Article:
About the Economic Sociology Seminar

Inaugurated at the MIT Sloan School of Management in 1997, the Economic Sociology Seminar aims to be the home for cutting-edge economic sociology in the greater Boston social science research community. Since 2003, the seminar has been jointly run by faculty from the Sloan School's Economic Sociology Program and the Harvard Department of Sociology. Meeting at MIT and Harvard in alternating weeks during the academic year, presenters and participants represent a diverse array of theoretical perspectives and methodological approaches. What we share is a commitment to engage the array of research that has recently come under the heading of economic sociology and thereby to improve upon existing models of organizations, markets, and other key economic institutions.

The workshop meets bi-weekly on Wednesdays throughout the academic year. The Harvard workshops take place in William James Hall 1550 from 4:00-5:30PM unless otherwise noted. 

Schedule for MIT Economic Sociology Seminar Meetings

 

Upcoming Events

2021 Oct 13

Noah Askin (INSEAD)

4:00pm to 5:30pm

Location: 

WJH 1550

The Collaboration-Association Tradeoff: How The Gender Composition Of Networks And Genres Influence Artist Creativity

While creative production is widely recognized as a collective endeavor, scholarship on gender and creativity has primarily focused on individual-level gender differences in creative ability and evaluations of creative output. In this paper, we explore how the gender composition of artists’ social worlds—the collaborators with whom they interact, and the other artists with whom they are associated through shared genre membership—influences...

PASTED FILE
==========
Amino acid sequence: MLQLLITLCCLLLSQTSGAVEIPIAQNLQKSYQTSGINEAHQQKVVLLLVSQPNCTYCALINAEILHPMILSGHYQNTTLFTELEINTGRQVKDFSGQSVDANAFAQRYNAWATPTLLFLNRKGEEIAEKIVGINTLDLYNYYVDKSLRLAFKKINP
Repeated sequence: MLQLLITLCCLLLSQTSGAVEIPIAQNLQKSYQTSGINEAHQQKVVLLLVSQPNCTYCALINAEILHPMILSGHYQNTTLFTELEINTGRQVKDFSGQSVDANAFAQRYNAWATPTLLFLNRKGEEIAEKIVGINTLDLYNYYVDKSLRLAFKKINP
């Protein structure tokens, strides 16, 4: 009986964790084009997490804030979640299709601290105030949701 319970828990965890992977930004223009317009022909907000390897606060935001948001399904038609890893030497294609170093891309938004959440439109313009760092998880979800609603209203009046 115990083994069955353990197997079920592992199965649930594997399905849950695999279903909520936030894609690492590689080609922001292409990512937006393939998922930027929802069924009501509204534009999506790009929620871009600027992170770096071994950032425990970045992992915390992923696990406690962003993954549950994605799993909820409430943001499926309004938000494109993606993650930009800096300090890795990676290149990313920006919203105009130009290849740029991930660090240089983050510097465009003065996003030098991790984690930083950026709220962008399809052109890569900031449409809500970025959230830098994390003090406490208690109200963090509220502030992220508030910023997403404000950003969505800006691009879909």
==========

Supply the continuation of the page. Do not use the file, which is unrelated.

Read more about Noah Askin (INSEAD)
2021 Oct 27

Daniel Schneider (Harvard Kennedy School)

4:00pm to 5:30pm

Location: 

WJH 1550

The Consequences of Unemployment for Service Sector Workers in the U.S. during COVID-19

The COVID19 pandemic caused a sharp negative shock to employment that was concentrated in the service sector. Yet, the pandemic recession was also met by an uncharacteristically generous social safety net response in the United States. A rich and longstanding literature examines the effects of unemployment on individual wellbeing. The COVID19 recession presents a key site to advance this literature by deploying stronger causal estimation strategies and by leveraging the...

Read more about Daniel Schneider (Harvard Kennedy School)
2021 Nov 10

Gru Han (Harvard Sociology)

4:00pm to 5:30pm

Location: 

WJH 1550

Corporate Stratification and Income Inequality in the United States, 1950-2018

American corporate world is often depicted with dynamic and creative disruptions of established orders. There are constant falls of old incumbents and rises of new companies, long represented by the term “creative destruction” by Schumpeter. However, if one looks at the data during the second half of the 20th century and especially the last two decades, the picture is not too vibrant and dynamic. This research shows that the opposite picture seems to be more accurate: now we...

Read more about Gru Han (Harvard Sociology)
2021 Dec 01

Katharina Fellnhofer (ETH Zurich/Harvard Sociology)

4:00pm to 5:30pm

Location: 

WJH 1550

A Female Myth? Measuring Intuitive Decision Making and its Gender Differences

Despite the complexity of measuring intuitive decision making, it is enjoying increased attention in the scientific community. We make decisions based on two complementary but dissimilar cognitive processes, and just as our analytical processes do not guarantee rational decision making, nor do intuitive processes automatically produce irrational decisions. However, our knowledge of intuitive decision making and its successful interplay with its analytical counterpart remains in...

Read more about Katharina Fellnhofer (ETH Zurich/Harvard Sociology)